By the end of 2011, CET Color had already changed of printer manufacturer: Handtop, a Chinese printer company formed by ex-Flora R&D staff. The main difference however is that, while the Flora UV printers use Konica Minolta heads, the Handtop UV printers have been equipped with Spectra Polaris heads.

After the experience with Yishan and Flora printers, CET moved to rebrand printers from Handtop, which is a relatively new Chinese printer manufacturer started by former Flora engineers in 2010. Therefore, the printers from Handtop are engineered very similar to the Flora printers.
After the experience with Yishan and Flora printers, CET moved to rebrand printers from Handtop, which is a relatively new Chinese printer manufacturer started by former Flora engineers in 2010. Therefore, the printers from Handtop are engineered very similar to the Flora printers.

Other flatbeds that are advancing towards being ready for display in the USA

The Jetrix is now finished and on display around the world. This is a sophisticated printer from InkTec in Korea. They have engineers who previously worked at Hypernics and IP&I to provide experience. The next flatbed that will appear in the USA is from Sky AirShip. Two of us from FLAAR inspected the Sky AirShip flatbed printers in their factory for several days during July. Sky Air Ship is one brand that is developing improved models for the American and European markets, especially their printer for glass.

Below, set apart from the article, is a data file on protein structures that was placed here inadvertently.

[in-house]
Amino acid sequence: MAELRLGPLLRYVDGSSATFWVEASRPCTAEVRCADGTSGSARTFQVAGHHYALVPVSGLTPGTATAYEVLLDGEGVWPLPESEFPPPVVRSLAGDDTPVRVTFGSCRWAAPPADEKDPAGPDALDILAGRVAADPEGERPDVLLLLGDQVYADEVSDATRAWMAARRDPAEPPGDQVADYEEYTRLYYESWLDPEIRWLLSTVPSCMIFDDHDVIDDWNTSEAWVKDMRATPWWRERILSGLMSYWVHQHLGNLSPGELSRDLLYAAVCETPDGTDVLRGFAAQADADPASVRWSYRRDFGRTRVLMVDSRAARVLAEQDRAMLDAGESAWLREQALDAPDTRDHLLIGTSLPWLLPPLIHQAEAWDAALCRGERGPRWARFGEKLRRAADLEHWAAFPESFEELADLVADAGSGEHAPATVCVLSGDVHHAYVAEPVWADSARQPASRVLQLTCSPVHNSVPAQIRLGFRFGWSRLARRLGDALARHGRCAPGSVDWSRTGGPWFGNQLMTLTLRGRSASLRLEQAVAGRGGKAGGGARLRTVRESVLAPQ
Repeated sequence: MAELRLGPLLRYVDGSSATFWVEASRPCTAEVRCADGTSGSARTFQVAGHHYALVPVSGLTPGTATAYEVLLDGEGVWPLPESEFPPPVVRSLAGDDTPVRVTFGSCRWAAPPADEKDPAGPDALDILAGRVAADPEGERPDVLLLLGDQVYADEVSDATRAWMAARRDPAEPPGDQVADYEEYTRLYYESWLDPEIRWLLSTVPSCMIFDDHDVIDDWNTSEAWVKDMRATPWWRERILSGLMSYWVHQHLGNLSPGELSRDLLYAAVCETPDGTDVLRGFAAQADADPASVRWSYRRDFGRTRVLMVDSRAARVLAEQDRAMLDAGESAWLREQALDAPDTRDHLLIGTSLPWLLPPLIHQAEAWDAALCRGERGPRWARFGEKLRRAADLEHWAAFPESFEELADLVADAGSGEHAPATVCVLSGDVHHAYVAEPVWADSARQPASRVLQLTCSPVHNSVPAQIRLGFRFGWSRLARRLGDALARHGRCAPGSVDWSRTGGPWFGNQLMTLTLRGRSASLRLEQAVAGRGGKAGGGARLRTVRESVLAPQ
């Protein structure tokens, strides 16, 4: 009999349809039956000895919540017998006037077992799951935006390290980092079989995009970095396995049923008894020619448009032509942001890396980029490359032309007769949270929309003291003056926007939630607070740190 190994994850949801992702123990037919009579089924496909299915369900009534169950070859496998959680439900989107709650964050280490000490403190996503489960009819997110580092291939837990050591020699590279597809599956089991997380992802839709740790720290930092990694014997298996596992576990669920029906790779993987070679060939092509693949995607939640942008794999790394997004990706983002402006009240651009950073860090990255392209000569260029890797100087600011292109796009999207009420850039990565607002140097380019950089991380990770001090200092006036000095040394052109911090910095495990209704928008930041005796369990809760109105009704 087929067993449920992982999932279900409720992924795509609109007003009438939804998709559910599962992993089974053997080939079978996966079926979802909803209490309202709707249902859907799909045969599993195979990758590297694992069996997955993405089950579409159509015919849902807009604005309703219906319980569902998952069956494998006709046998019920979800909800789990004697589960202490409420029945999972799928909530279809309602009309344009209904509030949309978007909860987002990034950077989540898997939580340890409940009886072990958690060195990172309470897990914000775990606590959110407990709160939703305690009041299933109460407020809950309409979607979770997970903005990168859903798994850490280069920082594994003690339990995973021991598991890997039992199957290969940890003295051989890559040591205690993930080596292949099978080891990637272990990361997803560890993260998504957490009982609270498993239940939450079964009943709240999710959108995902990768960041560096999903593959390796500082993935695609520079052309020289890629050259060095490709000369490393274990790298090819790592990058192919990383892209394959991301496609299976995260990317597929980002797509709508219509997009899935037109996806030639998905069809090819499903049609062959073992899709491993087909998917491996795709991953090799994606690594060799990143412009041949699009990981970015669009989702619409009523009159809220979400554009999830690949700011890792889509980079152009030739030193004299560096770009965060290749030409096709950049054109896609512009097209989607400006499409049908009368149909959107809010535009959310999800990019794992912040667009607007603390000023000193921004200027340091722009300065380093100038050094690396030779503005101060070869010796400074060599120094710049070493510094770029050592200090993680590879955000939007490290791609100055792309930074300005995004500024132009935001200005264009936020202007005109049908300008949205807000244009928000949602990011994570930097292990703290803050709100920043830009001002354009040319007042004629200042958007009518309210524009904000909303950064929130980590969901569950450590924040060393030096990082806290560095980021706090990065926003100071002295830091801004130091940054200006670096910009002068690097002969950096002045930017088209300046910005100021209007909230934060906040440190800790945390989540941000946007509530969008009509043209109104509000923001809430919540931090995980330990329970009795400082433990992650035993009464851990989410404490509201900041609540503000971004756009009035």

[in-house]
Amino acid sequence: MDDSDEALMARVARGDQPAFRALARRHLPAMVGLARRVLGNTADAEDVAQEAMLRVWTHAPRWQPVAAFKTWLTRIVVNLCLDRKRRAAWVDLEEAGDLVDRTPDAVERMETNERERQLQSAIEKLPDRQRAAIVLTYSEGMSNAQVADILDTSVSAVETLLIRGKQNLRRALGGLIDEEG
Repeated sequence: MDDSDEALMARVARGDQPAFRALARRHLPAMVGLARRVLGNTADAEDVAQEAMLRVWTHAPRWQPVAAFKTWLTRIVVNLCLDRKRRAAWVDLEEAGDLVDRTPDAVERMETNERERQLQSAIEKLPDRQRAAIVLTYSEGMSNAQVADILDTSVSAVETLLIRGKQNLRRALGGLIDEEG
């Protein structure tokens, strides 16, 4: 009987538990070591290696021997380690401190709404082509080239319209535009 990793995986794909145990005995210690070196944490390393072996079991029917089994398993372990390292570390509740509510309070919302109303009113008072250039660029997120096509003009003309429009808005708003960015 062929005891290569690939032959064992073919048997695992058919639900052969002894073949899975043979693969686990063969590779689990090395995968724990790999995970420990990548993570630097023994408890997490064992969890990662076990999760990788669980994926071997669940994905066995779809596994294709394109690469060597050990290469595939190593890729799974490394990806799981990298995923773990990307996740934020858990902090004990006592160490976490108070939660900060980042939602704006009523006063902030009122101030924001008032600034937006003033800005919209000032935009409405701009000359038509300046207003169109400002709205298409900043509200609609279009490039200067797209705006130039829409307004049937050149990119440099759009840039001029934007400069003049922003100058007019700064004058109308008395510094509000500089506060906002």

Another flatbed that is being introduced to the US market is the Manta from GRAPO, in the Czech Republic.

So far HP has no entry-level flatbed nor even a mid-range flatbed: all their printers are combo (with moving transport belt) or dedicated roll-to-roll (the former NUR Expedio models now sold through HP Scitex).

And once you have your flatbed UV-curable inkjet printer, you will wish to experiment with all the exciting rigid materials. So FLAAR has started a long range program to evaluate:

  • All honeycomb cardboard (paper) materials with white printing surfaces (we have found nine brands so far).
  • All aluminum-faced rigid materials (over a dozen brands so far; much more than just Dibond).
  • All metallic, metallicized, and also reflective materials (mirrors and non-mirrots both). Many exciting brands here.
  • Plus every kind of foam-board, more than just Foam-cor; more than Gatorboard.

Once you have a dedicated flatbed printer you will wish to learn about how to cut, trim, and rout your images. So FLAAR has been working on evaluations of digital XY cutter-routers. There is already a FLAAR Report on the Kongsberg XL cutter and glossary to introduce the jargon of CNC routers and digital flatbed cutters.

 

Edited June 7, 2012.

First posted October 13, 2009, after SGIA. Edited February 5, 2010.